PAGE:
Now, following a strong debate performance, Romney will give the speech at the alma mater of former Secretary of State George Marshall, the architect of the Marshall Plan that rebuilt Europe in the wake of World War II. In the conference call previewing the speech, aides pointed to that connection to illustrate Romney's vision of leadership and engagement on the world stage. The advisers cast Romney as part of a long tradition of statesmen beginning with former President Harry Truman; adviser Rich Williamson said Romney would offer a "bipartisan" approach while aide Eliot Cohen referred to Romney as "very much in the mainstream of foreign policy."
Romney's outline of an approach to Syria comes at a critical time in part because the violence there has spilled over their border with Turkey. Defense Secretary Leon Panetta warned Saturday the conflict between those neighboring countries could embroil the broader region.
Romney aides said that Romney would not call for direct U.S. aid to arm the Syrian rebels, but said he would support providing them with enough force to force Assad from power. In the speech, Romney plans to emphasize Iran's ties to the Syrian government and insist the U.S., through allies, should "support the many Syrians who would deliver that defeat to Iran rather than sitting on the sidelines." That would allow the U.S. to "develop influence with those forces in Syria that will one day lead a country that sits at the heart of the Middle East."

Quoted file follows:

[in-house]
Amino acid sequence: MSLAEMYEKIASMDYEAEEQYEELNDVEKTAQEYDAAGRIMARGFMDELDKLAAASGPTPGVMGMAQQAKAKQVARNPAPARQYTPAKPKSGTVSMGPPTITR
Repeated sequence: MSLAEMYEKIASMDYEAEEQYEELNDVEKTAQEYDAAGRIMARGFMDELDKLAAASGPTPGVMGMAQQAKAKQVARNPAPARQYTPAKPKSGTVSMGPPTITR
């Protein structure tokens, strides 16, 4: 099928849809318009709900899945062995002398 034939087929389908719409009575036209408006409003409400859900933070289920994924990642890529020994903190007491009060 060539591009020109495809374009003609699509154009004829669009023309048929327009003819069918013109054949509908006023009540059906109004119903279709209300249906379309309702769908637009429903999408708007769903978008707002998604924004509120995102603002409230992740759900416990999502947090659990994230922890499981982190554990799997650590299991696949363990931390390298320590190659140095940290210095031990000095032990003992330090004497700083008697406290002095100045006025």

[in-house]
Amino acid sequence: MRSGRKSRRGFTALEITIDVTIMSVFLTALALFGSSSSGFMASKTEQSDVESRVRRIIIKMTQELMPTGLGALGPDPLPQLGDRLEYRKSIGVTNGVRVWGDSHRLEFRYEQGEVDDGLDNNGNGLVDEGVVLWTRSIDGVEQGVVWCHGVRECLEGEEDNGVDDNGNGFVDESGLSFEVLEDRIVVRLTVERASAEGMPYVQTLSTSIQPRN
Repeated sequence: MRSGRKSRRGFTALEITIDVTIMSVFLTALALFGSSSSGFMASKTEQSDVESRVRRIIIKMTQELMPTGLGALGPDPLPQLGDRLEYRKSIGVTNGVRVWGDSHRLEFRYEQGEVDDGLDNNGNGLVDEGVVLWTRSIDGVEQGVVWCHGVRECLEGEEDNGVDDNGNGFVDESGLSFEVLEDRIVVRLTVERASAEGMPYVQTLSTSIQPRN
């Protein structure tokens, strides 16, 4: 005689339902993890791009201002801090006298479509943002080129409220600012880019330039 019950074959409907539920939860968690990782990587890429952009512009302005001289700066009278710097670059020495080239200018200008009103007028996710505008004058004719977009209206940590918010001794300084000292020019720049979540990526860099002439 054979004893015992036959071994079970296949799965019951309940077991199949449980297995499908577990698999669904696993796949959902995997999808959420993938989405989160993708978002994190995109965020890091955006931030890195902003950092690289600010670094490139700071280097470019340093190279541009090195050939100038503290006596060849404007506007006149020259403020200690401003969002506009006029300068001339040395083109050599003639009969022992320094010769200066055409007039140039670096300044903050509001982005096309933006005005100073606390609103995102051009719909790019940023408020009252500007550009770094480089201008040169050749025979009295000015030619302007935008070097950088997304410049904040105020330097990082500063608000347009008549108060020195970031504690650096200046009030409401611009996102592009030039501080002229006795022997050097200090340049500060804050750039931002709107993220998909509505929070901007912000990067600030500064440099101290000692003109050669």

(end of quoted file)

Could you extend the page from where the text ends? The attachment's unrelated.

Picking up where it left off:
Obama's administration still seeks a peaceful political transition, even though the president acknowledged in August that the likelihood of a soft landing for Syria's civil war "seems pretty distant."
Obama called on Assad to step down more than a year ago and has sought consensus at the United Nations on a diplomatic power-transfer plan, but has been stymied repeatedly by Russia and China. Obama has stepped up U.S. humanitarian aid and nonlethal assistance to the political opposition, now at a combined $175 million.
But he has opposed directly providing weapons to the rebels or using U.S. air power to prevent Syrian jets from flying.
The administration says U.S. arms assistance would further militarize Syria and make it even harder to stabilize the country after Assad's downfall, which it insists is inevitable. And it says it still doesn't know the different fighting groups well enough to provide them guns, considering the small but growing influence of Islamist extremists among their ranks.
Associated Press writer Steve Peoples in Lexington, Va., White House Correspondent Ben Feller and writer Bradley Klapper in Washington contributed to this report.
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